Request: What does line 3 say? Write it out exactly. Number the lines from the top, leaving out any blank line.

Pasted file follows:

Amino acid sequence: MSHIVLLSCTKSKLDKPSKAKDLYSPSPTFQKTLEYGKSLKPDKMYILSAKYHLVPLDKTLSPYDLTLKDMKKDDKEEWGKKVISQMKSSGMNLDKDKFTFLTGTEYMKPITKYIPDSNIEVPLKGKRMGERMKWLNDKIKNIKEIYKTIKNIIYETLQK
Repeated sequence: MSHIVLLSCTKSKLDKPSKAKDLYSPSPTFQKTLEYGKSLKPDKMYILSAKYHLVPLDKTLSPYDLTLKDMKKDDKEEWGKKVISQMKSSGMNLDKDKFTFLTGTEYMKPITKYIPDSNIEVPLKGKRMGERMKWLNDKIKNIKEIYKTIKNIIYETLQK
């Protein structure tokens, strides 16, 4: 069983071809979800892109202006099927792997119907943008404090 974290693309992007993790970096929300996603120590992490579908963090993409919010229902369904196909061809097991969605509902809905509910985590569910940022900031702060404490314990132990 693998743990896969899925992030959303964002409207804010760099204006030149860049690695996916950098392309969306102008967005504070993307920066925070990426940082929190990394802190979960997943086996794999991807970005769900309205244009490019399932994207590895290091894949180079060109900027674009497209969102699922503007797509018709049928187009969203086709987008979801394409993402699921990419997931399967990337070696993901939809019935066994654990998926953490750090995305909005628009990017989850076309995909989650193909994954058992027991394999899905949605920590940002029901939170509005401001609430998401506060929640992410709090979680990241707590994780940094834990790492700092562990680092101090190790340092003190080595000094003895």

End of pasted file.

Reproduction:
């Protein structure tokens, strides 16, 4: 069983071809979800892109202006099927792997119907943008404090 974290693309992007993790970096929300996603120590992490579908963090993409919010229902369904196909061809097991969605509902809905509910985590569910940022900031702060404490314990132990 693998743990896969899925992030959303964002409207804010760099204006030149860049690695996916950098392309969306102008967005504070993307920066925070990426940082929190990394802190979960997943086996794999991807970005769900309205244009490019399932994207590895290091894949180079060109900027674009497209969102699922503007797509018709049928187009969203086709987008979801394409993402699921990419997931399967990337070696993901939809019935066994654990998926953490750090995305909005628009990017989850076309995909989650193909994954058992027991394999899905949605920590940002029901939170509005401001609430998401506060929640992410709090979680990241707590994780940094834990790492700092562990680092101090190790340092003190080595000094003895």